Mail Sorters receive, sort and despatch mail in organisations and postal sorting centres.

    You can work as a Mail Sorter without formal qualifications. Some on the job training may be provided. Training is also available through VET (Vocational Education and Training).

    Tasks

    • receiving and checking incoming mail and mail bags
    • assisting with the verification of registered and special articles
    • operating mail processing equipment such as letter preparation lines, letter indexing and sorting equipment
    • performing manual sorting duties and preparing documentation for despatching mail
    • processing underpaid mail, bulk mail lodgements, express mail and other mail services
    • operating letter indexing and sorting machines, multi-line optical character machines and bar-coding equipment
    • investigating complaints regarding lost items

    More about Mail Sorters

    All Mail Sorters

    All Mail Sorters

    • $1,270 Weekly Pay
    • Decline Future Growth
    • Average unemployment Unemployment
    • 9,300 workers Employment Size
    • Entry level Skill level rating
    • 63% Full-Time Full-Time Share
    • 41 hours Average full-time
    • 50 years Average age
    • 50% female Gender Share

    The number of people working as Mail Sorters (in their main job) fell over the past 5 years and is expected to fall over the next 5 years:
    from 9,300 in 2018 to 8,100 by 2023.
    Job openings can come from new jobs being created, but most come from turnover (workers leaving).
    There are likely to be around 4,000 job openings over 5 years (that's about 800 a year).

    • Size: This is a small occupation.
    • Unemployment: Unemployment was average in 2018.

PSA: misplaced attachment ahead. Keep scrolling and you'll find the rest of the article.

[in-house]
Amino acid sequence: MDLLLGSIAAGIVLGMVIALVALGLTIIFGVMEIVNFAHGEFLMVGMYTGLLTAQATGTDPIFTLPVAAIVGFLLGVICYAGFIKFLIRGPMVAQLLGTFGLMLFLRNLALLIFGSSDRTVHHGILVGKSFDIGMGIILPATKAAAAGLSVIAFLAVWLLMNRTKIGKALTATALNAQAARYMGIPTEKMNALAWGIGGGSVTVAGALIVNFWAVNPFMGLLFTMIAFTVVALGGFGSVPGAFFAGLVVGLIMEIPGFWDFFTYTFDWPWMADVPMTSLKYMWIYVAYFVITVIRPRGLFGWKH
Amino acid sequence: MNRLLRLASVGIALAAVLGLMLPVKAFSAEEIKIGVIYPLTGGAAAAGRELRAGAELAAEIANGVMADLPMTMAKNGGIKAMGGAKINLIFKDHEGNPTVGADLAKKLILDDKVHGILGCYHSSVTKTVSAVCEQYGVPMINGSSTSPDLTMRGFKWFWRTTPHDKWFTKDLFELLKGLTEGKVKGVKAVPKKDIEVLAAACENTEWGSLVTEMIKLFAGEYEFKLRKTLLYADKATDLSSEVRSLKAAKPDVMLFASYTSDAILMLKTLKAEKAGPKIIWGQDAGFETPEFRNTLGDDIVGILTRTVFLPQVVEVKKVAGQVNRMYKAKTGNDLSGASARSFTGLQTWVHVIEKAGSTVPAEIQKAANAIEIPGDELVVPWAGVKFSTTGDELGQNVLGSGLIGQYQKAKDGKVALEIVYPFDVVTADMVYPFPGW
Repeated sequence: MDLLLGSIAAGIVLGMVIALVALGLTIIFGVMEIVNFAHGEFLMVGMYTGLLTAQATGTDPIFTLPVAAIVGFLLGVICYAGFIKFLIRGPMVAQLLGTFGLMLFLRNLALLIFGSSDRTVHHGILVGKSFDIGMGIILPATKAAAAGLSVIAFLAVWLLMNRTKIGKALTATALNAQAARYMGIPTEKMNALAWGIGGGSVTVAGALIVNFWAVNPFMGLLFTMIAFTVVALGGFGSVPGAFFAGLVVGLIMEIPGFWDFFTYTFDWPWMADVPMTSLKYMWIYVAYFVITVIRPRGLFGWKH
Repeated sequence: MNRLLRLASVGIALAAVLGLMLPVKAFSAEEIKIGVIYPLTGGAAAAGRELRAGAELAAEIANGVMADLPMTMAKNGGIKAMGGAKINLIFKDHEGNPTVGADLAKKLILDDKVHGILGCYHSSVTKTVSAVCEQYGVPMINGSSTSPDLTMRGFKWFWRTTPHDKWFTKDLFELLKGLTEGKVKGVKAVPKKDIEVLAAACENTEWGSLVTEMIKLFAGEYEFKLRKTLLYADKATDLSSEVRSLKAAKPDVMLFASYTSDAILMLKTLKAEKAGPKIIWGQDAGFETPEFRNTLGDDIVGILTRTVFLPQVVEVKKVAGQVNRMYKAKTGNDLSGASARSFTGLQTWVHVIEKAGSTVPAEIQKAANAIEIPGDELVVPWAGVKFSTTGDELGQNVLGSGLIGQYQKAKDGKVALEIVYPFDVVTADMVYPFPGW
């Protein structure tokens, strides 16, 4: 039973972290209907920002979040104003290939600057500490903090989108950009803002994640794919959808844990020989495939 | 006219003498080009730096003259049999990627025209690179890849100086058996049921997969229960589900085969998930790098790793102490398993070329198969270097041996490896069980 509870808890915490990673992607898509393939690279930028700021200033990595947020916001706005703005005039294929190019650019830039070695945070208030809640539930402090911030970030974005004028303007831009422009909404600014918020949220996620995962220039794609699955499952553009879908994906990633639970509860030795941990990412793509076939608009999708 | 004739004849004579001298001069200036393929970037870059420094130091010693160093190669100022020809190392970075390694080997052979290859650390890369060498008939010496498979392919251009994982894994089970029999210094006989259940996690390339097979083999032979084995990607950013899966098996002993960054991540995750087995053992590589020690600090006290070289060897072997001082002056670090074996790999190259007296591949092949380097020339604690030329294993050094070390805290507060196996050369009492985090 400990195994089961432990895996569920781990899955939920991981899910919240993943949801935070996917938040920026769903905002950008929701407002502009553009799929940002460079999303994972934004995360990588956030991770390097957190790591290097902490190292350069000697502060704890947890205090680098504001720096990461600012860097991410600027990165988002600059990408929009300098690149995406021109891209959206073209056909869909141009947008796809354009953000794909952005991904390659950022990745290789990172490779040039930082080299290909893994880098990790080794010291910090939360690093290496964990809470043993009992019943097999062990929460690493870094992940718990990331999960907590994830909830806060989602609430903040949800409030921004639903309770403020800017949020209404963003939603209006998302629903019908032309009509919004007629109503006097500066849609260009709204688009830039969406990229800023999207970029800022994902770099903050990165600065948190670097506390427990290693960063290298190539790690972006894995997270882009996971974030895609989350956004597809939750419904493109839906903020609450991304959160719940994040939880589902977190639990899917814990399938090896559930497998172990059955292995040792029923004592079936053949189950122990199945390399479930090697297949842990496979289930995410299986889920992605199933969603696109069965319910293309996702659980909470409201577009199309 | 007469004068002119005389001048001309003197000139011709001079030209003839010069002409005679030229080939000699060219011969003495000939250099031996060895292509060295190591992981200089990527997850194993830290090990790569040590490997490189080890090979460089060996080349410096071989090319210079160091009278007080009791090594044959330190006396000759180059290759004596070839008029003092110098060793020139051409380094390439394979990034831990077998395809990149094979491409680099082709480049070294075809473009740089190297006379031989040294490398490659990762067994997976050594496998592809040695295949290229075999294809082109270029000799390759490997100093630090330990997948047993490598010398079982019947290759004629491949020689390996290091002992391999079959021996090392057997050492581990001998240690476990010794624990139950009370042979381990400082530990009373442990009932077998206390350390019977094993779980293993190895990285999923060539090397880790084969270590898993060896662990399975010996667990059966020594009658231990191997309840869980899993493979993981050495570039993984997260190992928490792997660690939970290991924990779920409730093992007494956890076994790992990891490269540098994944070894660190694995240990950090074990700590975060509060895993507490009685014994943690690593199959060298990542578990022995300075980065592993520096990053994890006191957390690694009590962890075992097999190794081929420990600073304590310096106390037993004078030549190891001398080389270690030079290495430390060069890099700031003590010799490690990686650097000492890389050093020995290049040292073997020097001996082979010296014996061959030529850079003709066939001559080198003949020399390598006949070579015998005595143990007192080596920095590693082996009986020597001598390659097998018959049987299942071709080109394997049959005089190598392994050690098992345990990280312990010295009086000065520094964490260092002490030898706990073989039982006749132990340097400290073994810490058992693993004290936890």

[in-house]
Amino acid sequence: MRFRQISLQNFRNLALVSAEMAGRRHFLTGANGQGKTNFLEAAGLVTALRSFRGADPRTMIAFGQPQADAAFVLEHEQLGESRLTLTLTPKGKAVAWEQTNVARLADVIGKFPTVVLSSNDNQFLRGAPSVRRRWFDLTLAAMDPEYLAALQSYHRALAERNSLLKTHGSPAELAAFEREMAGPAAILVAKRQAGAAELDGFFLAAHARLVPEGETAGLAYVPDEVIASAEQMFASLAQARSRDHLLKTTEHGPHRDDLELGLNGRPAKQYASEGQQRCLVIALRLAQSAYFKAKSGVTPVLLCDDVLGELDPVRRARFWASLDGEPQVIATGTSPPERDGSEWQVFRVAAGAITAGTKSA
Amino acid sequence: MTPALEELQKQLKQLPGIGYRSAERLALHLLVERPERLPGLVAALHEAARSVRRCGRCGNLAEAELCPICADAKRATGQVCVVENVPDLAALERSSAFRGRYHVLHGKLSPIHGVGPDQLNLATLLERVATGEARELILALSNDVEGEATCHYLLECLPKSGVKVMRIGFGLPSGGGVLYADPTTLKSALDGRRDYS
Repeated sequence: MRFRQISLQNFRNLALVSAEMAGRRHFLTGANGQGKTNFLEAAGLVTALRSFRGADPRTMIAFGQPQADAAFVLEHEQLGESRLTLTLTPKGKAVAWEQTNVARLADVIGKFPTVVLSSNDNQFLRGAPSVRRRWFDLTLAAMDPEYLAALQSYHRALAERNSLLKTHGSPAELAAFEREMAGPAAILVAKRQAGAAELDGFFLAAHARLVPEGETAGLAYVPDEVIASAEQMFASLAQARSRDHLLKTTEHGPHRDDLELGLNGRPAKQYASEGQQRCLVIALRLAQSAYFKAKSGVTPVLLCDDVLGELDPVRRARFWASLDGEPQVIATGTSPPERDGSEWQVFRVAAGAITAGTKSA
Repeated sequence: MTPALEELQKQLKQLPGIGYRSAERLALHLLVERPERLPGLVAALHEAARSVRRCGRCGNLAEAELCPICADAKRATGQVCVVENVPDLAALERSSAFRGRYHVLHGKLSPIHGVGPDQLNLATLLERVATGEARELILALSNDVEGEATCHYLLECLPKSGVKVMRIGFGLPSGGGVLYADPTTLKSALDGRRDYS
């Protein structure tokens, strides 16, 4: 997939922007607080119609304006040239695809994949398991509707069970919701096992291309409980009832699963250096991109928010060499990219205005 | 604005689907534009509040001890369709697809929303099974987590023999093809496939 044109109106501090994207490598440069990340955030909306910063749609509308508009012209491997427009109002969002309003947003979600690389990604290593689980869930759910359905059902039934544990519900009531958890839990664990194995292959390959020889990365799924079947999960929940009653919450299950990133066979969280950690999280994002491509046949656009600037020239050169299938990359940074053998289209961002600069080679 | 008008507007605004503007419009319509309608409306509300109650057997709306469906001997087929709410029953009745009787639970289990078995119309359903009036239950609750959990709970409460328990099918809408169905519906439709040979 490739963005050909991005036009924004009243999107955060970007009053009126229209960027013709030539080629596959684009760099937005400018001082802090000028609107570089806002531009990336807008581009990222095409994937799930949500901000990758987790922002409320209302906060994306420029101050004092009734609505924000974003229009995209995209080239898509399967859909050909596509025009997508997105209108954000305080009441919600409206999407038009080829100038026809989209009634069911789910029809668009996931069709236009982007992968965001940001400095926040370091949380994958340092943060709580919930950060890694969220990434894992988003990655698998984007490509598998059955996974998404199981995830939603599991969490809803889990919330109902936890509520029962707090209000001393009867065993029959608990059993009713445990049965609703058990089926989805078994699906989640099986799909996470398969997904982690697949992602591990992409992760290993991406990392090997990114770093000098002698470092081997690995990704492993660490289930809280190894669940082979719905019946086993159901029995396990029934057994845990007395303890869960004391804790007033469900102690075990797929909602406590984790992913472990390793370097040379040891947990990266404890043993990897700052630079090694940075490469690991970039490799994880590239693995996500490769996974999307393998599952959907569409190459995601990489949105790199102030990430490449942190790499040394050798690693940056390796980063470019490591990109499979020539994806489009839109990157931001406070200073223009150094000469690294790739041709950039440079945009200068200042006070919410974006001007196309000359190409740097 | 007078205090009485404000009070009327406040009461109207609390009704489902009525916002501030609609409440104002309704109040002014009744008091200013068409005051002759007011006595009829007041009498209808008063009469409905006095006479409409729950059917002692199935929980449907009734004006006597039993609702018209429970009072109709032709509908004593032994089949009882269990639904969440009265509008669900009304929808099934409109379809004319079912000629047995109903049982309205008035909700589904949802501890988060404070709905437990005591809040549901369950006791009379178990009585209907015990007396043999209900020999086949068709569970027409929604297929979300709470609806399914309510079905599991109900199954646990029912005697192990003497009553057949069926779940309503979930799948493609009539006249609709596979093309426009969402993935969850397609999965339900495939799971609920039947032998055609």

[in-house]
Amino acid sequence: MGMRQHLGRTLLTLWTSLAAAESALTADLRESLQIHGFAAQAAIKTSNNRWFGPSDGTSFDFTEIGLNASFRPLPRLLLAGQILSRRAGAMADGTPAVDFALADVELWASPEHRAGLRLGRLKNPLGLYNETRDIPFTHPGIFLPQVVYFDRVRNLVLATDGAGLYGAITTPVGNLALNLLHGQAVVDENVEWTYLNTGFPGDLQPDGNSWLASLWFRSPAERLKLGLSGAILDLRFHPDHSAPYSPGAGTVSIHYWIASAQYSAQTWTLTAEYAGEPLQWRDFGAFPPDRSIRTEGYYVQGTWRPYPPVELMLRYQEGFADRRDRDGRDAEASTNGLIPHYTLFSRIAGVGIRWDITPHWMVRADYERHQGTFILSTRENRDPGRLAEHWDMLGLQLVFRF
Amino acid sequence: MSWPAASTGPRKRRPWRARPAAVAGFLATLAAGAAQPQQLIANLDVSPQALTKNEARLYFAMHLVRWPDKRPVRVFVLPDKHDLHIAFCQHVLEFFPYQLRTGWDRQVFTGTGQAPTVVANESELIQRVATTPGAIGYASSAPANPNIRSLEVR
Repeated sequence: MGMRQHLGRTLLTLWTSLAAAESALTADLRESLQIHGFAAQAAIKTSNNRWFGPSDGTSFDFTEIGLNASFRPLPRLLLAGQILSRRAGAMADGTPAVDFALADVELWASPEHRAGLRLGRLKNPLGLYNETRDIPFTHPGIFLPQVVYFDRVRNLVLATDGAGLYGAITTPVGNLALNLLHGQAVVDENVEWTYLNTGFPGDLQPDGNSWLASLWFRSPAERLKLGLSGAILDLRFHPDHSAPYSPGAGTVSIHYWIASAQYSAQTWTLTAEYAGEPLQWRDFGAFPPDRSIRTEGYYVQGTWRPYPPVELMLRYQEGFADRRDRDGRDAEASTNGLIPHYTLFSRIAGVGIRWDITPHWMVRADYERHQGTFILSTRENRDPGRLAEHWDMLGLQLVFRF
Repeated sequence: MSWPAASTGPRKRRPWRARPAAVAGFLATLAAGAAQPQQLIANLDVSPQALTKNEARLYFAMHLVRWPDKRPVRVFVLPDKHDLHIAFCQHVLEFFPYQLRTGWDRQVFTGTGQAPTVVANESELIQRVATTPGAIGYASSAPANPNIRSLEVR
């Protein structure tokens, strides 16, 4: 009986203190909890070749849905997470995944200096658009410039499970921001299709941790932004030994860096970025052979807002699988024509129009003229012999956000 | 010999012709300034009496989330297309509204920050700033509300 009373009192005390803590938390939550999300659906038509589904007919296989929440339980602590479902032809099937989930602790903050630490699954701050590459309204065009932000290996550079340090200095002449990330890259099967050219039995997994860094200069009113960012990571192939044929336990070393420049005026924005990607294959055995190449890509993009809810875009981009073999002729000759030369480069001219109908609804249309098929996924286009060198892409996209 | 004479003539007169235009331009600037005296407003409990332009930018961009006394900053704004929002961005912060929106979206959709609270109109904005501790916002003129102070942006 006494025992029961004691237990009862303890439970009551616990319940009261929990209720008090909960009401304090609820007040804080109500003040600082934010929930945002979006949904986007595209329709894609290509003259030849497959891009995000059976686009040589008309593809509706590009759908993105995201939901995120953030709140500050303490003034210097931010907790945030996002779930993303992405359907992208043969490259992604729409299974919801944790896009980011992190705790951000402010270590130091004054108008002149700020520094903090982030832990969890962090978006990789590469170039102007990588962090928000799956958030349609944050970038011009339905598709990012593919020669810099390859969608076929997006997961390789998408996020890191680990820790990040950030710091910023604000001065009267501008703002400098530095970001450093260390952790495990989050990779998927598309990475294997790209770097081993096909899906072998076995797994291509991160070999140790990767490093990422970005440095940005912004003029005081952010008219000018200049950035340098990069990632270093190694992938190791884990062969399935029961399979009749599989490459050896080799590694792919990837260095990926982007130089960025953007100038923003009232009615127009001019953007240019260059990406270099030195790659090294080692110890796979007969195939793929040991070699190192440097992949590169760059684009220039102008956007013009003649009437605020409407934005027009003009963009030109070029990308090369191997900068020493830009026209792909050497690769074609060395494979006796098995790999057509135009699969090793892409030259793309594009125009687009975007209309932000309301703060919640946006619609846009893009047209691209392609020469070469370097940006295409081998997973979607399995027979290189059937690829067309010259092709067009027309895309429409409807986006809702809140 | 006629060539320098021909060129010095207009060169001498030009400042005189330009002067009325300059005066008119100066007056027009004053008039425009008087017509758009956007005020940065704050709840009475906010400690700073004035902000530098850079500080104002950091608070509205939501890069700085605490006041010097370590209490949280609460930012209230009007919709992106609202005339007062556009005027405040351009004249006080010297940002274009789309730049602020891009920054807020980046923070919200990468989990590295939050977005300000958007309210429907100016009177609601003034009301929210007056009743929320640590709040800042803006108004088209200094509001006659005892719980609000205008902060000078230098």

• Location: Mail Sorters work in many regions of Australia.
    • Industries: Most work in Transport, Postal and Warehousing; Public Administration and Safety; and Financial and Insurance Services.
    • Earnings: Full-time workers on an adult wage earn around $1,270 per week (below the average of $1,460). Earnings tend to be lower when starting out and higher as experience grows.
    • Full-time: Many work full-time (63%, similar to the average of 66%).
    • Hours: Full-time workers spend around 41 hours per week at work (compared to the average of 44 hours).
    • Age: The average age is 50 years (compared to the average of 40 years). Many workers are 45 years or older (64%).
    • Gender: 50% of workers are female (compared to the average of 48%).

    Employment Outlook

    Number of Workers

    Source: ABS Labour Force Survey, Department of Jobs and Small Business trend data to May 2018 and Department of Jobs and Small Business projections to 2023.
    YearNumber of Workers
    200815000
    200914300
    201013900
    201115000
    201212300
    201313300
    201413800
    201517200
    201614200
    20178900
    20189300
    20238100